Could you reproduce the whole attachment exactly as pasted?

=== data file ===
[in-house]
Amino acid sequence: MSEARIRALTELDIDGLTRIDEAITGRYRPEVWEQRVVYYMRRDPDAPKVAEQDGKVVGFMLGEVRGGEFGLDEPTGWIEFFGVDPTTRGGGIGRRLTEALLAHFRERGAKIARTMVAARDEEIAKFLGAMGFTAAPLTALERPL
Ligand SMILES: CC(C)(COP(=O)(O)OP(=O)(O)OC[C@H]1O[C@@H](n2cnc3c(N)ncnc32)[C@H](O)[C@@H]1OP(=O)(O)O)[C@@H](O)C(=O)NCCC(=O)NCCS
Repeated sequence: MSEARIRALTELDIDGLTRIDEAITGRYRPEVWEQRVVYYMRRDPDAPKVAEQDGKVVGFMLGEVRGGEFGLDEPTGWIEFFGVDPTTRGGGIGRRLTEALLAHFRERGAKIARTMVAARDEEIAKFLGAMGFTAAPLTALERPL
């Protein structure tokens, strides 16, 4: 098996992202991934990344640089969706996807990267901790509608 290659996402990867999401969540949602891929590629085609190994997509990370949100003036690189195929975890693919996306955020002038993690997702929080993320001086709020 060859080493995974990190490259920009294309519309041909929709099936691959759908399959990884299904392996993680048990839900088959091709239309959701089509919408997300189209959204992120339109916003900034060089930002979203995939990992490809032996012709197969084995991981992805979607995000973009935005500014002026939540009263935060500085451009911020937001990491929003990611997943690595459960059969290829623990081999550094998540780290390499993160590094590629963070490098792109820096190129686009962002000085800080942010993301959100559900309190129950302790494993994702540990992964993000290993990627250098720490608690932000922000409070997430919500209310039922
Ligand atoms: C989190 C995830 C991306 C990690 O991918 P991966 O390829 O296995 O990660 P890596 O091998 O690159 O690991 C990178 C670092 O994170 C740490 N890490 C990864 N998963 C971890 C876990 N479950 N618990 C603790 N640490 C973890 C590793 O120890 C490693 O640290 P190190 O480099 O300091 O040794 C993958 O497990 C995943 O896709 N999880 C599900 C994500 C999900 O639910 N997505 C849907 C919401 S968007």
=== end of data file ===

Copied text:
[in-house]
Amino acid sequence: MSEARIRALTELDIDGLTRIDEAITGRYRPEVWEQRVVYYMRRDPDAPKVAEQDGKVVGFMLGEVRGGEFGLDEPTGWIEFFGVDPTTRGGGIGRRLTEALLAHFRERGAKIARTMVAARDEEIAKFLGAMGFTAAPLTALERPL
Ligand SMILES: CC(C)(COP(=O)(O)OP(=O)(O)OC[C@H]1O[C@@H](n2cnc3c(N)ncnc32)[C@H](O)[C@@H]1OP(=O)(O)O)[C@@H](O)C(=O)NCCC(=O)NCCS
Repeated sequence: MSEARIRALTELDIDGLTRIDEAITGRYRPEVWEQRVVYYMRRDPDAPKVAEQDGKVVGFMLGEVRGGEFGLDEPTGWIEFFGVDPTTRGGGIGRRLTEALLAHFRERGAKIARTMVAARDEEIAKFLGAMGFTAAPLTALERPL
């Protein structure tokens, strides 16, 4: 098996992202991934990344640089969706996807990267901790509608 290659996402990867999401969540949602891929590629085609190994997509990370949100003036690189195929975890693919996306955020002038993690997702929080993320001086709020 060859080493995974990190490259920009294309519309041909929709099936691959759908399959990884299904392996993680048990839900088959091709239309959701089509919408997300189209959204992120339109916003900034060089930002979203995939990992490809032996012709197969084995991981992805979607995000973009935005500014002026939540009263935060500085451009911020937001990491929003990611997943690595459960059969290829623990081999550094998540780290390499993160590094590629963070490098792109820096190129686009962002000085800080942010993301959100559900309190129950302790494993994702540990992964993000290993990627250098720490608690932000922000409070997430919500209310039922
Ligand atoms: C989190 C995830 C991306 C990690 O991918 P991966 O390829 O296995 O990660 P890596 O091998 O690159 O690991 C990178 C670092 O994170 C740490 N890490 C990864 N998963 C971890 C876990 N479950 N618990 C603790 N640490 C973890 C590793 O120890 C490693 O640290 P190190 O480099 O300091 O040794 C993958 O497990 C995943 O896709 N999880 C599900 C994500 C999900 O639910 N997505 C849907 C919401 S968007």